L.A. County cuts back on COVID-19 contact tracing

After Julianne Cline went out this June and got tested for COVID-19, text messages and voicemails soon began to pile up from Los Angeles County contact tracers wanting to speak to her.

Cline, 32, ignored her. She’d been ill for days, and as she got out of bed to get officially tested, it seemed like “until they did contact tracing, it took so long, these people probably would have already been sick.” said the Manhattan Beach resident.

Additionally, she said, “I just didn’t feel comfortable sharing my personal experience of the county.”

As the pandemic dragged on, LA County contact tracers have struggled to reach and interview people with COVID. In January, amid a spate of cases caused by the Omicron variant, there were weeks when contact tracers reached and surveyed fewer than 10% of the cases assigned to them, county data shows.

This summer, that number has stagnated below 30% for the past few weeks — better than during the winter surge, but well below the success rates observed for LA County contact tracers early in the pandemic. And even when they did persuade people to be interviewed, few of those phone calls resulted in additional conversations with others who may have exposed them, county statistics show.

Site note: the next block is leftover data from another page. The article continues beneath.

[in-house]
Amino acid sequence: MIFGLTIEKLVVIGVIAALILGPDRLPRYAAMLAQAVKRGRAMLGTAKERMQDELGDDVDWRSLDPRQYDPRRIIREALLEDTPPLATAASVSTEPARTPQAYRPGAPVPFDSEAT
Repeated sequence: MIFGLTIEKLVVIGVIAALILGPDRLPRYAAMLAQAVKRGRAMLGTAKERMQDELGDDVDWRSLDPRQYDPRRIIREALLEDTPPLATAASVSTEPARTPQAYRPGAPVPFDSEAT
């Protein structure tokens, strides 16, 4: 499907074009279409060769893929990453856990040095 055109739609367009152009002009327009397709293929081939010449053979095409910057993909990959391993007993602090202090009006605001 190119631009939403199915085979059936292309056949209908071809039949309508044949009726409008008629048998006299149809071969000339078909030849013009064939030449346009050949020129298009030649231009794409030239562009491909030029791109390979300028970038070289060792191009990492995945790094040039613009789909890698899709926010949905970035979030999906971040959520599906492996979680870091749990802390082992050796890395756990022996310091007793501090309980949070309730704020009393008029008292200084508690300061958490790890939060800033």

Many more COVID cases will likely never be assigned to contact tracers at all, as many Angelenos rely on home tests that are never reported to the county.

Cline, for example, had tested positive on a home test days before deciding to confirm her case with a PCR test. At the University of Washington, researchers have estimated that fewer than 14% of positive cases in the United States are detected and reported in official counts.

The bottom line is that only a fraction of COVID cases are traced with phone calls to warn others and try to prevent further infection.

Experts say contact tracing, long prized as a tool to stem the spread of viruses, has become an increasingly Sisyphean task amid rampant COVID infections, increasingly contagious subvariants and a jaded public.

Contact tracing “doesn’t really make the impact it had at any given point in time,” said Adriane Casalotti, director of government and public affairs at the National Assn. of county and city health officials. “With communities largely reopening, it’s very difficult to say how many contacts you’ve had, and even if you can tell that you might have 20 or 30 or 40 contacts. … The logistics of actually contacting these people are very difficult. There is not enough time in the day.”

Newer variants appear to have had a shorter time to symptom onset and spread more easily.